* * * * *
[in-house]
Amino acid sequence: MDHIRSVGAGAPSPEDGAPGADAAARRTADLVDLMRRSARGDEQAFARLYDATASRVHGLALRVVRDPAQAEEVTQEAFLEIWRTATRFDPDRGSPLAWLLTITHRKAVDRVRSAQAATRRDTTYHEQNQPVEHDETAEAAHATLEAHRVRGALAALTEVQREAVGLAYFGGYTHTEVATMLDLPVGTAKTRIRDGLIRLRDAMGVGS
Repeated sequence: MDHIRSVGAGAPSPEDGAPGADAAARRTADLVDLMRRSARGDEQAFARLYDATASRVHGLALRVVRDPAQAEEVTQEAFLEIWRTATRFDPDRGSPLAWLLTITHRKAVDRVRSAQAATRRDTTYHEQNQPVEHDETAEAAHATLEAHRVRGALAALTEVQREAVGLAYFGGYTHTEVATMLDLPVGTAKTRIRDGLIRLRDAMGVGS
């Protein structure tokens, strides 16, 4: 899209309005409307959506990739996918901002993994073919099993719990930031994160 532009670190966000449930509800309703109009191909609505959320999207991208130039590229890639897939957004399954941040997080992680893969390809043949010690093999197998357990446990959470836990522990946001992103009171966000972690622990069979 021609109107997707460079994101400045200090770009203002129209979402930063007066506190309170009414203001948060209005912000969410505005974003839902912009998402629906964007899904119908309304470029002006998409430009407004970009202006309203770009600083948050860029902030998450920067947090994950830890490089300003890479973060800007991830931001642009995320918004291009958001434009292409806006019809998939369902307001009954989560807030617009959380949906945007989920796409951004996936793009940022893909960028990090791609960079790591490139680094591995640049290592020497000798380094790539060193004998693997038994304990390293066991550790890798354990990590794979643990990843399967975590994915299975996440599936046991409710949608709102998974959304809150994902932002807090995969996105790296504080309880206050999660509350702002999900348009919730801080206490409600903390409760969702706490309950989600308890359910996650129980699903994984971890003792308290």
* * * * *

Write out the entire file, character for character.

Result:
[in-house]
Amino acid sequence: MDHIRSVGAGAPSPEDGAPGADAAARRTADLVDLMRRSARGDEQAFARLYDATASRVHGLALRVVRDPAQAEEVTQEAFLEIWRTATRFDPDRGSPLAWLLTITHRKAVDRVRSAQAATRRDTTYHEQNQPVEHDETAEAAHATLEAHRVRGALAALTEVQREAVGLAYFGGYTHTEVATMLDLPVGTAKTRIRDGLIRLRDAMGVGS
Repeated sequence: MDHIRSVGAGAPSPEDGAPGADAAARRTADLVDLMRRSARGDEQAFARLYDATASRVHGLALRVVRDPAQAEEVTQEAFLEIWRTATRFDPDRGSPLAWLLTITHRKAVDRVRSAQAATRRDTTYHEQNQPVEHDETAEAAHATLEAHRVRGALAALTEVQREAVGLAYFGGYTHTEVATMLDLPVGTAKTRIRDGLIRLRDAMGVGS
């Protein structure tokens, strides 16, 4: 899209309005409307959506990739996918901002993994073919099993719990930031994160 532009670190966000449930509800309703109009191909609505959320999207991208130039590229890639897939957004399954941040997080992680893969390809043949010690093999197998357990446990959470836990522990946001992103009171966000972690622990069979 021609109107997707460079994101400045200090770009203002129209979402930063007066506190309170009414203001948060209005912000969410505005974003839902912009998402629906964007899904119908309304470029002006998409430009407004970009202006309203770009600083948050860029902030998450920067947090994950830890490089300003890479973060800007991830931001642009995320918004291009958001434009292409806006019809998939369902307001009954989560807030617009959380949906945007989920796409951004996936793009940022893909960028990090791609960079790591490139680094591995640049290592020497000798380094790539060193004998693997038994304990390293066991550790890798354990990590794979643990990843399967975590994915299975996440599936046991409710949608709102998974959304809150994902932002807090995969996105790296504080309880206050999660509350702002999900348009919730801080206490409600903390409760969702706490309950989600308890359910996650129980699903994984971890003792308290």